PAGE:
Meet The Trumpet.

If you’re in the business of publishing or storytelling, maybe you are a news organisation or broadcaster. So let’s cut to the chase: if you publish content on third party platforms you need to check out the NiemanLab post on the latest Australian court ruling. Or read the article ABC wrote about it. But why should you care? Well, because it’s a potential biggy for the rest of the world, at least for publishers. The essence of the court rule stating that a publisher is responsible for anything anybody posts on Facebook, is summarized in the article by Joshua Benton:

“That a news publisher should be held accountable for the journalism it publishes is obvious. That it should be held accountable for reader comments left on its own website (which it fully controls) is, at a minimum, debatable. But that it should be held legally liable for the comments of every rando who visits its Facebook page — in other words, the speech of people it doesn’t control, on a platform it doesn’t control — is a big, big step.”

But it is exactly what the Australian court has decided, based on the case of Dylan Voller, a young man with a serious juvenile track record. When ABC’s investigative TV-show Four Corners aired “Australia’s Shame”, on abuse in prison they also placed some of the content on Facebook. And in the show Voller’s case was discussed.

Benton says: “Voller’s lawyers argued that by posting their content on Facebook, news organizations were therefore engaged in the act of “publishing” all the comments that followed. Publishers, understandably, disagreed and claimed they were at most “innocent disseminators” of the troublesome comments.”

But the court countered the publisher’s standings on this and stated: … a news org having a public Facebook page “has little to do with freedom of speech or the exchange of ideas”, but that instead “the primary purpose of the operation of the public Facebook page is to optimise readership…and to optimise advertising revenue.” The “exchange of ideas” is merely “a mechanism…by which that is achieved.”

So publishers took it to the higher court in order to fight the outcomes. And as of today they lost - well, at least in Australia. So, if you’re reading this from your newsroom in Melbourne, for example, this means you can be held responsible for all the comments, naughty statements, uploaded content and everything else that is defined as unlawful. Which in turn means publishers must now monitor everything that takes place on their social media pages.

Benton, in the NiemanLab article, is very critical and a bit ‘on guard’ that this law might also hit the USA. He’s afraid that every (news) publisher is now doomed to ”pre-moderate every single comment, all the way up to publishing standard, posted on its Facebook page. (And, presumably any other social platform where an outlet posts to an account and other people can respond.)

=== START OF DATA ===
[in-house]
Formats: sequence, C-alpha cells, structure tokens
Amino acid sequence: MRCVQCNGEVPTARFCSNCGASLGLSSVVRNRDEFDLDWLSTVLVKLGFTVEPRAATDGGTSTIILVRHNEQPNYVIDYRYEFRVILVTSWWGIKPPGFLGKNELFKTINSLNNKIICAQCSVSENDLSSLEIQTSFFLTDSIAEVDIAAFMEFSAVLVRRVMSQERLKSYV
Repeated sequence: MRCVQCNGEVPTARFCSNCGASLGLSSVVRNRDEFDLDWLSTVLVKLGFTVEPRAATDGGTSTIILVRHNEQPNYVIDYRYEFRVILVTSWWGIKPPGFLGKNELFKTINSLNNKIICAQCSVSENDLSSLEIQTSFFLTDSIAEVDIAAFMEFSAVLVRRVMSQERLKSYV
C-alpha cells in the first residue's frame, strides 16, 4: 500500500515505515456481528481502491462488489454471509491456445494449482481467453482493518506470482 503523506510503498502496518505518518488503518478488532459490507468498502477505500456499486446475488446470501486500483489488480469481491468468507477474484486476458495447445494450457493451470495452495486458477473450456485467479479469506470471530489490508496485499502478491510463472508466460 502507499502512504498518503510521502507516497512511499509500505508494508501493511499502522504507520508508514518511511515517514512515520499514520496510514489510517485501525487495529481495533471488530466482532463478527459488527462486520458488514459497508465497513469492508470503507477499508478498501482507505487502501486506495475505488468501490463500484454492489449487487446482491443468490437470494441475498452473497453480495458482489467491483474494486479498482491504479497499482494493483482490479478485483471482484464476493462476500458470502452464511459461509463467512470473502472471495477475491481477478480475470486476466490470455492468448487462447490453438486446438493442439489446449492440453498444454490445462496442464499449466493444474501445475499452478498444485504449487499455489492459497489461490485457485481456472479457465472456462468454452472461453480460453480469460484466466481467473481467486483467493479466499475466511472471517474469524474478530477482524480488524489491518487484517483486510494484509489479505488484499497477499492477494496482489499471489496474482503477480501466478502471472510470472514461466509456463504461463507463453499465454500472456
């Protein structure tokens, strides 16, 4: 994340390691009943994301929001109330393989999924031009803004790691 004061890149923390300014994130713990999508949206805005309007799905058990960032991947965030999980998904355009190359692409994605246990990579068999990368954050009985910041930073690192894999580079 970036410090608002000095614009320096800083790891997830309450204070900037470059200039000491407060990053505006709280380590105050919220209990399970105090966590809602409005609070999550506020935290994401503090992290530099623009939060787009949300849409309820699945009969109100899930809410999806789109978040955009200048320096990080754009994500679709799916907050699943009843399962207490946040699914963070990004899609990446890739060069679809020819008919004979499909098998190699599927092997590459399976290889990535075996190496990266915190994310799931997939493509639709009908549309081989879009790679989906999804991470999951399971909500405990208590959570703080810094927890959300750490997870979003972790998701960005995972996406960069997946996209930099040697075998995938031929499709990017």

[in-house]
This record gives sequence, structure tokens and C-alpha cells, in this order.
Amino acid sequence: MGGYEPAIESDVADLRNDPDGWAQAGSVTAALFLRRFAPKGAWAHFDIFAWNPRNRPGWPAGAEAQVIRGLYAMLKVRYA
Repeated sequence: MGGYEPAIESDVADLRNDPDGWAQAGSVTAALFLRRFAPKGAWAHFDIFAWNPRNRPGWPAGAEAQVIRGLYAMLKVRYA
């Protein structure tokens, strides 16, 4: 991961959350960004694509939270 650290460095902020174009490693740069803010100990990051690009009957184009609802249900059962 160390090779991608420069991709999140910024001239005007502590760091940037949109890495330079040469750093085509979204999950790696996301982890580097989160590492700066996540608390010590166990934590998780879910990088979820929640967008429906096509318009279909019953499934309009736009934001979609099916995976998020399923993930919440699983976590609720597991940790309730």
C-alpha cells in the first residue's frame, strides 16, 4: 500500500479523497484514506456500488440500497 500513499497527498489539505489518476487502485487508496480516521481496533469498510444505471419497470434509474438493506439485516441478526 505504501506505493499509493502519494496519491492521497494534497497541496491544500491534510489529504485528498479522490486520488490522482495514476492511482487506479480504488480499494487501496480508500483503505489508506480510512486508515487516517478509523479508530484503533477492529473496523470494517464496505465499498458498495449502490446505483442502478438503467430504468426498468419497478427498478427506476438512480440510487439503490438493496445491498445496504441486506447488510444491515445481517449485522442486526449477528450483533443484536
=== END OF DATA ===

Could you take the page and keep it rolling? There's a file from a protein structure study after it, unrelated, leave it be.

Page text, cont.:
That seems both unlikely for most outlets and would certainly be an unwise use of a news organisation’s limited resources. And it would mean removing anything resembling a significant truth claim that a social media staffer couldn’t immediately verify as true.”

We’ve thought about this long and hard, and decided that we could help.

Meet our latest notification feature, 'The Trumpet'

With this we can monitor in real time anything that is being commented or posted on your platforms and based on keywords, white lists and many other algorithms alert your newsroom on stories that you should keep an eye on or do webcare or react to. This means that you’d always be able to react within a reasonable time frame to any problematic postings - and rest in the comfort of knowing that our system is controlling any online activity that could be seen as defamatory. And you keep control because you can define what you believe is ‘defamatory’ and based on these boundaries monitoring takes place.

This is how The Trumpet works

Smartocto already collects all the metrics coming from your Facebook: reach, consumption patterns, link clicks and all the metrics relating to engagement. Especially relevant in this instance is the fact that our system contains the reactions, the comment-text and Facebook's negative feedback (the hides, the flagging and the unfriending).

The formula is simple. If we see a lot more than average nasty reactions to a Facebook post, a lot of negative feedback and offensive or illegal wording in the comments (the publisher can maintain a blacklist of words and terms), the Trumpet will send you a message immediately in the inbox that you prefer; e-mail, Whatsapp, Slack, Teams - and we can even connect your own message system, if you have one. So you’ll be alerted immediately to see if immediate webcare or editorial action is needed.

A visualisation of The Trumpet

We have built that notification algorithm and a connected and modular dashboard - we call the dashboard Waves - with the positive and especially negative Facebook metrics that you can take a look at. In your phone, in your laptop, on the wall. If you contact us, we can explain that our notifications and dashboards can do a lot more. But at least smartocto Trumpet can make you feel a little bit more at ease. Especially if you are Australian.